## Example: Electric Potential from a Positively Charged Balloon

Suppose we have a positively charged balloon with total charge $Q=5.0\cdot 10^{-9} \text{ C}$. What is the electric potential (also called voltage) at a point $P$, which is a distance $R=50 \text{ cm}$ from the center of the balloon?

#### Facts

- The balloon has total charge $Q=5.0\cdot 10^{-9} \text{ C}$.
- The point $P$ is a distance $R=50 \text{ cm}$ away from the center of the balloon.
- The electric potential due to a point charge can be written as $$V = \frac{1}{4\pi\epsilon_0}\frac{q}{r},$$ where $q$ represents the charge and $r$ is the distance.

#### Representations

#### Assumption

We assume $P$ lies outside of the balloon. We make this assumption because it was not specified, but this seems to make more sense than $P$ being inside the balloon. This also helps us draw the representation below, which can be used to bolster our approximation later on of the balloon as a point charge.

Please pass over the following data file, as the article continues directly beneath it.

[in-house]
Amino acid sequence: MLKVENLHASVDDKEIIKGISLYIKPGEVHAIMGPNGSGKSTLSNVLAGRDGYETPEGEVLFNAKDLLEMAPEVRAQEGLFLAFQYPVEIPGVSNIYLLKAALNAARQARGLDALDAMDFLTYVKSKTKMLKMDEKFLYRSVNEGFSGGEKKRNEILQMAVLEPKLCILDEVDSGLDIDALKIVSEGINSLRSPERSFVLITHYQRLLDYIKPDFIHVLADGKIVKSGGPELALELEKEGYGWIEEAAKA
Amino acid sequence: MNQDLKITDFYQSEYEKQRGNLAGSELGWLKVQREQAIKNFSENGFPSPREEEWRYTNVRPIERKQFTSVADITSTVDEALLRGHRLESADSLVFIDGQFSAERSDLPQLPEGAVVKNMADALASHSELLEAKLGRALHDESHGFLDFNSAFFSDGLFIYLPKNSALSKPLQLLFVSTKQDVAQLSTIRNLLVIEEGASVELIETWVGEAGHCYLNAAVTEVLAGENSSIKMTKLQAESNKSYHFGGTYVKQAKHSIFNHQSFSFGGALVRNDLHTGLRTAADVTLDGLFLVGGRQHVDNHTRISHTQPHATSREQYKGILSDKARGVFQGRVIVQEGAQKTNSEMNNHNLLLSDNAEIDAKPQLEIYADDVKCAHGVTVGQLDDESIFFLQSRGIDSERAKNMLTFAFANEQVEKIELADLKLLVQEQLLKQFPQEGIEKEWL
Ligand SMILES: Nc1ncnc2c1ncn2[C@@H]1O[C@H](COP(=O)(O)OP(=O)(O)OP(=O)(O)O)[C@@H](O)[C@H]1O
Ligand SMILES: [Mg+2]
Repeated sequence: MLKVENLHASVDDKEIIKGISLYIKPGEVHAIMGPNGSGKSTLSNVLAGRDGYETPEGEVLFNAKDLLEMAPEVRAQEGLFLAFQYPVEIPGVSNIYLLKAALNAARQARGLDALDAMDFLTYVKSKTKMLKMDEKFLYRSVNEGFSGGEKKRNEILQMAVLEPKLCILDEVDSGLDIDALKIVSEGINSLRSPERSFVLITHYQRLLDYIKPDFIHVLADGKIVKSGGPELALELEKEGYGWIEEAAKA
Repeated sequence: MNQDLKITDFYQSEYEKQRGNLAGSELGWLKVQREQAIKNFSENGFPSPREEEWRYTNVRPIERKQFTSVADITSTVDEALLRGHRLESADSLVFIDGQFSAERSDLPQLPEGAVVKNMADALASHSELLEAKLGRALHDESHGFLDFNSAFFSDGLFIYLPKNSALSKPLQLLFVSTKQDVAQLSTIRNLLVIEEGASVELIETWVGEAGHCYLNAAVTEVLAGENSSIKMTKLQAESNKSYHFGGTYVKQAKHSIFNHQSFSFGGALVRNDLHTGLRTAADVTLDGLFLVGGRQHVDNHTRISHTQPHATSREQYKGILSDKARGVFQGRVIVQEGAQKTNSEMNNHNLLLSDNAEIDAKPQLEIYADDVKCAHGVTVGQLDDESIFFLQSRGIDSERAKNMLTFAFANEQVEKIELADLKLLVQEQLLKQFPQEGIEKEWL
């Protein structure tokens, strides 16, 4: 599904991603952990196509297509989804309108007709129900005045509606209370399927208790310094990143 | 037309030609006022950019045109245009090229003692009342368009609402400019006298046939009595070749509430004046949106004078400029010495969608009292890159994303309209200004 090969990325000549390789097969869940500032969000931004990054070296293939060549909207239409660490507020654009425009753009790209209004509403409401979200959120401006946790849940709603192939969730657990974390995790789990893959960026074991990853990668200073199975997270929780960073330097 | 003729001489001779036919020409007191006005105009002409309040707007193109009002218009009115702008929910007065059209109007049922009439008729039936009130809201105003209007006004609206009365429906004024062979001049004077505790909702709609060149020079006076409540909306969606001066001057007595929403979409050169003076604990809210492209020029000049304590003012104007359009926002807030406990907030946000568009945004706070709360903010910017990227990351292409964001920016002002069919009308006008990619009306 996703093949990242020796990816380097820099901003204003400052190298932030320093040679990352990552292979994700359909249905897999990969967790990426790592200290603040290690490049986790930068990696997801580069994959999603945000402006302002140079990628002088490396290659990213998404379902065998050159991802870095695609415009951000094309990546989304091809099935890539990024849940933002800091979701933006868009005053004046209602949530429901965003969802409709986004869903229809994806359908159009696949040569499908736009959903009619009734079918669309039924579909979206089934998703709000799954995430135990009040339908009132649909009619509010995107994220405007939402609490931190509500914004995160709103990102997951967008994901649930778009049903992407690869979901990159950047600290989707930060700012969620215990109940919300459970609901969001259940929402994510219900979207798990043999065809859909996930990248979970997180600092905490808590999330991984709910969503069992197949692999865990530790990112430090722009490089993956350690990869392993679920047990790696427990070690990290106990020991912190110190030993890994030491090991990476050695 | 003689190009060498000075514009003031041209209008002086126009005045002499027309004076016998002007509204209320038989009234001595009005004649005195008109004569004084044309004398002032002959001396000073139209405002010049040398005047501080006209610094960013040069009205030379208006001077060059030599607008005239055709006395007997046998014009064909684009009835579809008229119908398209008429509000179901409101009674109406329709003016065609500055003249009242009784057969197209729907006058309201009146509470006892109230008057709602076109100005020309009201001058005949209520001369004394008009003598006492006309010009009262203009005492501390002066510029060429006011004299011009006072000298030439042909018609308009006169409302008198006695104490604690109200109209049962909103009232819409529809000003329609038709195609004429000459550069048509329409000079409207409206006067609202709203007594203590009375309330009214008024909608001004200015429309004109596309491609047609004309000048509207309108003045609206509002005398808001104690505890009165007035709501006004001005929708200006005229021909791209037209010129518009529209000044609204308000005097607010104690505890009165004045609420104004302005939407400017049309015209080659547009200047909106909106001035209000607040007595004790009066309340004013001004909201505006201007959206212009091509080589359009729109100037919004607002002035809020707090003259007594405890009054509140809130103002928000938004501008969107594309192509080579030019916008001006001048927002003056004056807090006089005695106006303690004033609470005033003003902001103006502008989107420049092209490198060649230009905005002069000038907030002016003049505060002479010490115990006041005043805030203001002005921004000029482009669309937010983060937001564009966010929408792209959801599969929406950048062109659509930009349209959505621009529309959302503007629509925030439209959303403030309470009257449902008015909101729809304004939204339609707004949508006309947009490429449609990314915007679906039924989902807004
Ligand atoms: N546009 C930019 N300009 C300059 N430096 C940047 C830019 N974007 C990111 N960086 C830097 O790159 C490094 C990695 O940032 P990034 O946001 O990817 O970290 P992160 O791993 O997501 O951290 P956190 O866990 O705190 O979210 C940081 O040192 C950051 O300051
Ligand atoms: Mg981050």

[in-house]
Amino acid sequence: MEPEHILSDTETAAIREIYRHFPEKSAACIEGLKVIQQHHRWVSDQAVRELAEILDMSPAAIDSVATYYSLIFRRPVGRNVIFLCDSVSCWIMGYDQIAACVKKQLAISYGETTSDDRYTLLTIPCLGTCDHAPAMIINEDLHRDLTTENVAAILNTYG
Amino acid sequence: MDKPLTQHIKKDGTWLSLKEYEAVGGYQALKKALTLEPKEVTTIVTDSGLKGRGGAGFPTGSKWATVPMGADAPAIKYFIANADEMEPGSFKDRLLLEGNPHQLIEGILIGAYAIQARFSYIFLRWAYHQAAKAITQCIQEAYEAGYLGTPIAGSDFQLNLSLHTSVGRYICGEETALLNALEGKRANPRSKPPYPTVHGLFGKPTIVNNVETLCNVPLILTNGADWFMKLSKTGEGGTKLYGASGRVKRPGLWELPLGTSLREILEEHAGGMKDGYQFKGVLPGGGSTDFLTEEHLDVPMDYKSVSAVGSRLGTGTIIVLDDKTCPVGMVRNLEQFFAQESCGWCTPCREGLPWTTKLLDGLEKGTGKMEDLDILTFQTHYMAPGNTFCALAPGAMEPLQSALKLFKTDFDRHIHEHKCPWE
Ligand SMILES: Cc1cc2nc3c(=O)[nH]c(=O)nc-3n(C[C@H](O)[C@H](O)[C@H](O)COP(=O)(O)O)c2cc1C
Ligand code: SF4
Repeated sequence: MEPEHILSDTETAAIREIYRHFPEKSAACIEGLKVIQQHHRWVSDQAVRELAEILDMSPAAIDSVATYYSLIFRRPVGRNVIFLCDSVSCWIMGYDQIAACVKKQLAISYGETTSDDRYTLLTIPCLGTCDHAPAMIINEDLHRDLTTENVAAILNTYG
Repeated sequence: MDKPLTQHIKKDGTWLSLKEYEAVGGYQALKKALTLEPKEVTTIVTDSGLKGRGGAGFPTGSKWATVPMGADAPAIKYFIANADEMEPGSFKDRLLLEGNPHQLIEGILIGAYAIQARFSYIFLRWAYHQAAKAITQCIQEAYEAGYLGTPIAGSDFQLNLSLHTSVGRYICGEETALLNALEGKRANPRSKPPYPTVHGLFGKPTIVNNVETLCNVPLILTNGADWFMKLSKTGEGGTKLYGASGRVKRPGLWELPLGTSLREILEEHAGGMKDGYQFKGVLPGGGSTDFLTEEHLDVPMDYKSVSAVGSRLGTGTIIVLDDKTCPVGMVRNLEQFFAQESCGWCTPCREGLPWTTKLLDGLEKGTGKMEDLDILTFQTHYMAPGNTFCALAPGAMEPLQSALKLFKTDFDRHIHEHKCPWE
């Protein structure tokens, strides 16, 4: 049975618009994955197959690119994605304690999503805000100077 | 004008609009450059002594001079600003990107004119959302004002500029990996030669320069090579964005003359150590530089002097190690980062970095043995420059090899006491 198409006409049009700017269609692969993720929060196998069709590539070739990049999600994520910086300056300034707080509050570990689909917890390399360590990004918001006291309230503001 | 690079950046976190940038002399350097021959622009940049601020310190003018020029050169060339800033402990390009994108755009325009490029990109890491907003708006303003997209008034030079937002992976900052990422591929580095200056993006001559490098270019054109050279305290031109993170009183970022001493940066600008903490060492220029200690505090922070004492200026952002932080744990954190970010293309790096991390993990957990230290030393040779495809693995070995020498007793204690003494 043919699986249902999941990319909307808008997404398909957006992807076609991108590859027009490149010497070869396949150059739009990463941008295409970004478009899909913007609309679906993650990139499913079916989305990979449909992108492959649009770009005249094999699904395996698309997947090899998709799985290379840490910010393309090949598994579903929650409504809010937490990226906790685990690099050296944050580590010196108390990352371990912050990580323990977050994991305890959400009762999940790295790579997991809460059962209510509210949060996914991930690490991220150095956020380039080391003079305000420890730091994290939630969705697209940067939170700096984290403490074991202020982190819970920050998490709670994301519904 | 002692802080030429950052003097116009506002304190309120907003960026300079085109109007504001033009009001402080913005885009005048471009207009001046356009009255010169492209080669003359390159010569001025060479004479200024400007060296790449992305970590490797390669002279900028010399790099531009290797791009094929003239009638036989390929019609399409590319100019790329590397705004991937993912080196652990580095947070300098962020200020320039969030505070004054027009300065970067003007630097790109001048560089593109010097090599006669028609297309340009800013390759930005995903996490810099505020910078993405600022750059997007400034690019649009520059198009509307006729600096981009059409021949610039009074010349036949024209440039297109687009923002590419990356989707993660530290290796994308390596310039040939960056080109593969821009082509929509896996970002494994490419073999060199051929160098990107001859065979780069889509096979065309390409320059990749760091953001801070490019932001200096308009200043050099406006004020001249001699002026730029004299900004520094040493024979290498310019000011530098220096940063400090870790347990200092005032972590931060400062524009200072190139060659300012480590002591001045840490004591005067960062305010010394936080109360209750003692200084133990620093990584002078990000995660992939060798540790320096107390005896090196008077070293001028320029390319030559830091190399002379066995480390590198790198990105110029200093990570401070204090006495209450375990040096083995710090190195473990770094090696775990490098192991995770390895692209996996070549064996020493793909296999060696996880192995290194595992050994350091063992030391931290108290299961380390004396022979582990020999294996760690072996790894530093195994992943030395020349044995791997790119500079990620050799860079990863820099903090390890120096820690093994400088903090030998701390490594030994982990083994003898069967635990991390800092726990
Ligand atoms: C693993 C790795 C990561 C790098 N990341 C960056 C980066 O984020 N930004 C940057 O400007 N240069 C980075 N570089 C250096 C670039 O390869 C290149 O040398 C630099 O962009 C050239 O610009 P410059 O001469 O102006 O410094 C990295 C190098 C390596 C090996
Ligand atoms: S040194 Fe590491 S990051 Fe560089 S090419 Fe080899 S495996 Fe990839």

#### Goal

- Find the electric potential at $P$.

### Solution

#### Approximation

We approximate the balloon as a point charge. We do this because we have the tools to find the electric potential from a point charge. This seems like a reasonable approximation because the balloon is not too spread out, and we are interested in points outside the balloon. so the balloon might “look” like a point charge from the perspective of an observation location that is little far away.

#### Assumption

The electric potential infinitely far away from the balloon is $0 \text{ V}$. Read here for why this is important.

The electric potential at $P$ is given by \begin{align*} V &= \frac{1}{4\pi\epsilon_0}\frac{q}{r} \\ &= \frac{1}{4\pi\cdot 8.85\cdot 10^{-12} \frac{\text{C}}{\text{Vm}}}\frac{5\cdot 10^{-9} \text{ C}}{0.5 \text{ m}} \\ &= 90 \text{ V} \end{align*}